When it came time for Dutch architects Gwendolyn Huisman and Marijn Boterman to build their dream home, they chose an extremely narrow plot of land in the city of Rotterdam. The plot presented a few challenges, which the pair overcame with a minimalist 12-foot-wide design that comes with its own rooftop garden and indoor hammock. If you need some inspiration, take a closer look at their SkinnySCAR house after the jump.



SkinnyScar house, Gwendolyn Huisman, Marijn Boterman, narrow home design, tiny home, skinny home, brick homes, tiny home design, skinny homes, Skinny house, skinny home design, narrow homes, solar power, rooftop garden,

The plot of land had been vacant for decades due to its small size. However, the couple was determined to efficiently convert the skinny space into a fully livable home. They clad the three-story strucure in a sophisticated black brick with two extra large windows, adding a strong character to the previously empty lot.

Related: Super skinny 4-meter-wide home is squeezed between buildings in Tokyo

Of course, working with such a narrow space created a number of challenges on the interior. To create a sense of openness, the architects took advantage of the tall, skinny space by building three stories, all with incredibly high ceilings. Multiple large windows offer optimal natural light , and exposed concrete and white walls enhance the minimalist interior design.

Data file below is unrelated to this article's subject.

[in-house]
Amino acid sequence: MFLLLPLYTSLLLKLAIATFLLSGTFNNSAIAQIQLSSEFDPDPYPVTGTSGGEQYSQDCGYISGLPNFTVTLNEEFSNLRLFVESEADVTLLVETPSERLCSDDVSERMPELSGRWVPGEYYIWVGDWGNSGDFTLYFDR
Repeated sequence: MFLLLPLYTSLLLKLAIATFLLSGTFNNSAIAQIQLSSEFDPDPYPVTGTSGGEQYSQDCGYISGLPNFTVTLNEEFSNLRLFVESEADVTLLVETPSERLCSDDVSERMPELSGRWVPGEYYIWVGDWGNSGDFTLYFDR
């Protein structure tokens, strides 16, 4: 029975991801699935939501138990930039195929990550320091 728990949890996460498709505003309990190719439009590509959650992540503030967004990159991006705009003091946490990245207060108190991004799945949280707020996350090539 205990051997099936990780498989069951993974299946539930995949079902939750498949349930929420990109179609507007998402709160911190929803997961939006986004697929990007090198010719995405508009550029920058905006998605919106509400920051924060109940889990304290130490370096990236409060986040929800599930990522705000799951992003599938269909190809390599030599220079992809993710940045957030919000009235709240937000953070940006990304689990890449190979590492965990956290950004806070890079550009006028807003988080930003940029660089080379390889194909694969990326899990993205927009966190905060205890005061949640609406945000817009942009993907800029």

The entranceway to the 1,506-square-foot space opens up into the kitchen and dining area in the back of the home, which leads out into a shared garden space. The second floor houses a small library and reading lounge that includes a reading hammock that looks out over the interior garden space.

SkinnyScar house, Gwendolyn Huisman, Marijn Boterman, narrow home design, tiny home, skinny home, brick homes, tiny home design, skinny homes, Skinny house, skinny home design, narrow homes, solar power, rooftop garden,

Two small bedrooms and a unique bathroom with an open shower and aquatic green accents are housed on the third floor. For private outdoor space, the architects put a quaint little herb garden on their rooftop, which shares space with the home’s solar array.

+ SkinnySCAR House

+ JagerJanssen

Via New Atlas

Images via SkinnySCAR House

SkinnyScar house, Gwendolyn Huisman, Marijn Boterman, narrow home design, tiny home, skinny home, brick homes, tiny home design, skinny homes, Skinny house, skinny home design, narrow homes, solar power, rooftop garden,

SkinnyScar house, Gwendolyn Huisman, Marijn Boterman, narrow home design, tiny home, skinny home, brick homes, tiny home design, skinny homes, Skinny house, skinny home design, narrow homes, solar power, rooftop garden,

SkinnyScar house, Gwendolyn Huisman, Marijn Boterman, narrow home design, tiny home, skinny home, brick homes, tiny home design, skinny homes, Skinny house, skinny home design, narrow homes, solar power, rooftop garden,

SkinnyScar house, Gwendolyn Huisman, Marijn Boterman, narrow home design, tiny home, skinny home, brick homes, tiny home design, skinny homes, Skinny house, skinny home design, narrow homes, solar power, rooftop garden,